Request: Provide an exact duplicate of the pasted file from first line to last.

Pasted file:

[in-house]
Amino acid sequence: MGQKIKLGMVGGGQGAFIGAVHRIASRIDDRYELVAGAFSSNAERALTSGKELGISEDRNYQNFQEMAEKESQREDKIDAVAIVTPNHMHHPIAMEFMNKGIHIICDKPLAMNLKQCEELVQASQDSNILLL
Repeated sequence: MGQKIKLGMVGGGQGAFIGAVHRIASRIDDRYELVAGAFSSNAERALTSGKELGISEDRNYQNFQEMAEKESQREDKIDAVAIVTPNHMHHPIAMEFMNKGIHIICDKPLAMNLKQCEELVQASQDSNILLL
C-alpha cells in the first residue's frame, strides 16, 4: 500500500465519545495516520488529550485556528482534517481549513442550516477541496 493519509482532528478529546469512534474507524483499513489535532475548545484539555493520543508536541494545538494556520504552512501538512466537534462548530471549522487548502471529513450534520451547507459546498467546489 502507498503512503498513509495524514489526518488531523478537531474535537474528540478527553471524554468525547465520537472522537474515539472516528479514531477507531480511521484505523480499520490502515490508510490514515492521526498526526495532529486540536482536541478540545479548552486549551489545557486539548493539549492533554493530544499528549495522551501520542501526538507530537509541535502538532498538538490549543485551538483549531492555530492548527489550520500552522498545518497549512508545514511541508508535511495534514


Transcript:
[in-house]
Amino acid sequence: MGQKIKLGMVGGGQGAFIGAVHRIASRIDDRYELVAGAFSSNAERALTSGKELGISEDRNYQNFQEMAEKESQREDKIDAVAIVTPNHMHHPIAMEFMNKGIHIICDKPLAMNLKQCEELVQASQDSNILLL
Repeated sequence: MGQKIKLGMVGGGQGAFIGAVHRIASRIDDRYELVAGAFSSNAERALTSGKELGISEDRNYQNFQEMAEKESQREDKIDAVAIVTPNHMHHPIAMEFMNKGIHIICDKPLAMNLKQCEELVQASQDSNILLL
C-alpha cells in the first residue's frame, strides 16, 4: 500500500465519545495516520488529550485556528482534517481549513442550516477541496 493519509482532528478529546469512534474507524483499513489535532475548545484539555493520543508536541494545538494556520504552512501538512466537534462548530471549522487548502471529513450534520451547507459546498467546489 502507498503512503498513509495524514489526518488531523478537531474535537474528540478527553471524554468525547465520537472522537474515539472516528479514531477507531480511521484505523480499520490502515490508510490514515492521526498526526495532529486540536482536541478540545479548552486549551489545557486539548493539549492533554493530544499528549495522551501520542501526538507530537509541535502538532498538538490549543485551538483549531492555530492548527489550520500552522498545518497549512508545514511541508508535511495534514